It did not say when this tally might be reached, or forecast the number more precisely.
Its plan calls for addressing critical supply shortages, expanding and improving testing, reopening schools safely, expanding health insurance and developing a vaccination distribution protocol.
It urges the Trump administration to invoke the Defense Production Act, or determine other means, to solve critical shortages in Covid-19 testing supplies and personal protective equipment; and to set targets for stockpiling supplies.
It also suggests ramping up Covid-19 testing capacity to more than 2 million a day and reducing the turnaround time for test results.
And it calls for “national standards on face coverings to stop the spread, especially by asymptomatic individuals, and make them mandatory in areas of growing community spread.”
The document also advocates “establishing and enforcing national criteria for local stay-at-home orders and reopening protocols.”
Other groups have released plans on how to end the pandemic over the past several months as states have employed a patchwork of approaches to try and mitigate the resurgent virus.
The AAMC says it represents all accredited medical schools in the United States and 17 in Canada, as well as 400 teaching hospitals.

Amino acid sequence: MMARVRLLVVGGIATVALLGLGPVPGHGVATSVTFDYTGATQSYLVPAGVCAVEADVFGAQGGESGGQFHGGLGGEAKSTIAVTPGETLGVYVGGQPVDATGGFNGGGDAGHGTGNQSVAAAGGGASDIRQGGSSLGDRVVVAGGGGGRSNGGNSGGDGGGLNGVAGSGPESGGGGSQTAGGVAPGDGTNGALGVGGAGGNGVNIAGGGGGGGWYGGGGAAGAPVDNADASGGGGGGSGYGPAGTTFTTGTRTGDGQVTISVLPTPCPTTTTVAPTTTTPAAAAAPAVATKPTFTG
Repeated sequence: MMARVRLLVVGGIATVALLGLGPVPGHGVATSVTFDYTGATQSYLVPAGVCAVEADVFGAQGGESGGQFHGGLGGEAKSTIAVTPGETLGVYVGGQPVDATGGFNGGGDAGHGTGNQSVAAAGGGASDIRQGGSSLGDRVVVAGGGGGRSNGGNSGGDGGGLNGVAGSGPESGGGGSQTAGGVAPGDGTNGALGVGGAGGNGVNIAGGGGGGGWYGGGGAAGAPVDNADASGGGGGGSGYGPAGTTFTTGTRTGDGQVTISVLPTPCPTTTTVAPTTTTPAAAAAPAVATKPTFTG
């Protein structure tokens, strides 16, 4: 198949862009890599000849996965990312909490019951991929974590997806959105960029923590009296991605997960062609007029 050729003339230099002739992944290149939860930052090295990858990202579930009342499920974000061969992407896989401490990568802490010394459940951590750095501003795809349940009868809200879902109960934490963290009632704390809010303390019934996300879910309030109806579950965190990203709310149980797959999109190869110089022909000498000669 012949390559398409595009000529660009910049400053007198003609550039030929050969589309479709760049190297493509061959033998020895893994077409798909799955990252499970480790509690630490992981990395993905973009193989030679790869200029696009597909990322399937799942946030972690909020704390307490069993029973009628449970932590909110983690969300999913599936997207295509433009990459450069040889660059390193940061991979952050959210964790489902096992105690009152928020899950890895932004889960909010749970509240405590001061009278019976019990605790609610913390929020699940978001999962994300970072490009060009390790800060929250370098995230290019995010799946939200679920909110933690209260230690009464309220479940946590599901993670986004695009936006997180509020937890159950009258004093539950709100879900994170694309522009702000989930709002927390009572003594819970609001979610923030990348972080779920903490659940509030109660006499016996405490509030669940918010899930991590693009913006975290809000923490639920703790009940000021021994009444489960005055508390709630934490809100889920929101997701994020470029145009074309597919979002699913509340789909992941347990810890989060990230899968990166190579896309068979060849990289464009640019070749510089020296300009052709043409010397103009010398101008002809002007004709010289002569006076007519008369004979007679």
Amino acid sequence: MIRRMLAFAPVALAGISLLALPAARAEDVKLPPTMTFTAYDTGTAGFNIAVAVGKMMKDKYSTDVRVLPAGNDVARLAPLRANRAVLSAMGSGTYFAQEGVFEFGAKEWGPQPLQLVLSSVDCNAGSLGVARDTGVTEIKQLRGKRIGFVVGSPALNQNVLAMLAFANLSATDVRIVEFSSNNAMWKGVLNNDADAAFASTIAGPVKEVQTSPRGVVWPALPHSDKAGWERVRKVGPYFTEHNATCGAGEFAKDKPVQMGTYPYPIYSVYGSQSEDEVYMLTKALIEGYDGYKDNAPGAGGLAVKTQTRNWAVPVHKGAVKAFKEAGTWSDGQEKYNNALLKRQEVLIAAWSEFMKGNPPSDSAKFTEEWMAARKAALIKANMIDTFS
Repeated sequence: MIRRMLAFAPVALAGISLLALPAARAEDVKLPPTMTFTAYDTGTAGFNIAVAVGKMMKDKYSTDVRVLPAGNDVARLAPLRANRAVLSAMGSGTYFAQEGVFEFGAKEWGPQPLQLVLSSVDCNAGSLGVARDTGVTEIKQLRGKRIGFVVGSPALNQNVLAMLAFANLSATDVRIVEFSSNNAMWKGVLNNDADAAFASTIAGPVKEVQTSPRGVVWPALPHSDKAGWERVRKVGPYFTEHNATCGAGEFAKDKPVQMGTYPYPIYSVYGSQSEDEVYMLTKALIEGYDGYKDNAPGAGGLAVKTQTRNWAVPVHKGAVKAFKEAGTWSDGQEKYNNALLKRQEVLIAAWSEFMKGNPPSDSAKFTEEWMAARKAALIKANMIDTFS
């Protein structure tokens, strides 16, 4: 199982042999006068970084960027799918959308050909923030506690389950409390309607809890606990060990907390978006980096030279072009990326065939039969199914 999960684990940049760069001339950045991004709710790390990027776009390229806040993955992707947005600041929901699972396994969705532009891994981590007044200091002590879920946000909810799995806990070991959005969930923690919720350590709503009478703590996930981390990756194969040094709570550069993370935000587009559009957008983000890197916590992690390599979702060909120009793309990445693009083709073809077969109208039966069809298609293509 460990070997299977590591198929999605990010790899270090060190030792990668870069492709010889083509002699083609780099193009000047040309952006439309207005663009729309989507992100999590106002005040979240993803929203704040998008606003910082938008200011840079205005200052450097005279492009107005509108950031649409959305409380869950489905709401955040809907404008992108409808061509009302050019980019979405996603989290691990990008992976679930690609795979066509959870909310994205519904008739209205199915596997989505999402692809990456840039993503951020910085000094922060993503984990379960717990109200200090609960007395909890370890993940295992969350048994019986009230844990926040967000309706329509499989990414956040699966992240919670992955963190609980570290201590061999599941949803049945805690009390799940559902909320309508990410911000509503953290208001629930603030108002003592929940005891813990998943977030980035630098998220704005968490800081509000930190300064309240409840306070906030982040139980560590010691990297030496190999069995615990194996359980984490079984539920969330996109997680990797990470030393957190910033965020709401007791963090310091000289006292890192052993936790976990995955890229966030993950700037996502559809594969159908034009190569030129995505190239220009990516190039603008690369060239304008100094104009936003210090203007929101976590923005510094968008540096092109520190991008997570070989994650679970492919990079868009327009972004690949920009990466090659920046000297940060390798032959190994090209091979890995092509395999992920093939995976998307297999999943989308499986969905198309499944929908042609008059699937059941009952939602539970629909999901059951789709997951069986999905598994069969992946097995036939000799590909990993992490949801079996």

Reopening schools may provide insight into virus

Schools that allow students back for in-person learning this fall will likely teach the nation even more about Covid-19, Fauci said Tuesday.
With schools closed since March and April, a knowledge gap has persisted around how young children experience and spread the virus, Fauci, the United States’ top infectious disease doctor, said.
“Though this may sound a little scary and harsh — I don’t mean it to be that way … you’re going to be actually part of the experiment of the learning curve of what we need to know,” Fauci said during a discussion with Randi Weingarten, president of the American Federation of Teachers.
“We don’t know the full impact,” he said.
Some schools are still deciding whether, when and how to reopen their classrooms. Researchers are only beginning to articulate how opening schools might contribute to the virus’s spread.
Researchers in South Korea, for example, found that children between the ages of 10 and 19 can transmit Covid-19 within a household just as much as adults — but children ages 9 and younger transmitted the virus at much lower rates. Fauci said more research is being conducted, and much more is needed.
Although Fauci said that there is no “uni-dimensional answer” to how schools should reopen, he said that the “default position should be that we should try to the best of our ability to get the children back to school.”
Fauci encouraged teachers to wear a mask, cover their eyes with either goggles or a face shield, and maybe wear gloves to help create a safe classroom. He also said he believes a vaccine could be ready by the end of the year.
Certain states have issued plans to make in-person learning safer and online learning more effective.
Tennessee announced testing and contact-tracing measures within schools; Oregon set restrictions for schools that can allow students back; and Connecticut is investing $43.5 million in providing digital devices to help students learn remotely.
Indianapolis Public Schools‘ administrators said Wednesday they will recommend starting the school year with remote learning for all of its 30,000 students.